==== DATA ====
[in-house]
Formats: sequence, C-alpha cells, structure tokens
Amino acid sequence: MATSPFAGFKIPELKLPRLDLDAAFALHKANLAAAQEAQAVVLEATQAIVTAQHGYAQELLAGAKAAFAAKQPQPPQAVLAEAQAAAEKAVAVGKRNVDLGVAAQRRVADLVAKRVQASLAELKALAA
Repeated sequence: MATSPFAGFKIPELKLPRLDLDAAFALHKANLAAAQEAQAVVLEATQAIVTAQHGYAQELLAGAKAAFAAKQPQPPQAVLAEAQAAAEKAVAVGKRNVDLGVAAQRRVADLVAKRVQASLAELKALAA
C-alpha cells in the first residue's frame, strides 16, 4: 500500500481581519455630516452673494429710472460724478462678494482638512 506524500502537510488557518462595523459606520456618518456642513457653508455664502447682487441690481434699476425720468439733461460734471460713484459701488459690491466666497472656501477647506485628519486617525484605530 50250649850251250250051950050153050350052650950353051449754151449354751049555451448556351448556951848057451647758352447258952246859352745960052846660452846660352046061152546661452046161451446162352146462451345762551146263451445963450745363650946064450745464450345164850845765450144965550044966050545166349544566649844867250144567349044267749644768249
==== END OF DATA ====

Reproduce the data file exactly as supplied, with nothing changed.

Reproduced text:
[in-house]
Formats: sequence, C-alpha cells, structure tokens
Amino acid sequence: MATSPFAGFKIPELKLPRLDLDAAFALHKANLAAAQEAQAVVLEATQAIVTAQHGYAQELLAGAKAAFAAKQPQPPQAVLAEAQAAAEKAVAVGKRNVDLGVAAQRRVADLVAKRVQASLAELKALAA
Repeated sequence: MATSPFAGFKIPELKLPRLDLDAAFALHKANLAAAQEAQAVVLEATQAIVTAQHGYAQELLAGAKAAFAAKQPQPPQAVLAEAQAAAEKAVAVGKRNVDLGVAAQRRVADLVAKRVQASLAELKALAA
C-alpha cells in the first residue's frame, strides 16, 4: 500500500481581519455630516452673494429710472460724478462678494482638512 506524500502537510488557518462595523459606520456618518456642513457653508455664502447682487441690481434699476425720468439733461460734471460713484459701488459690491466666497472656501477647506485628519486617525484605530 50250649850251250250051950050153050350052650950353051449754151449354751049555451448556351448556951848057451647758352447258952246859352745960052846660452846660352046061152546661452046161451446162352146462451345762551146263451445963450745363650946064450745464450345164850845765450144965550044966050545166349544566649844867250144567349044267749644768249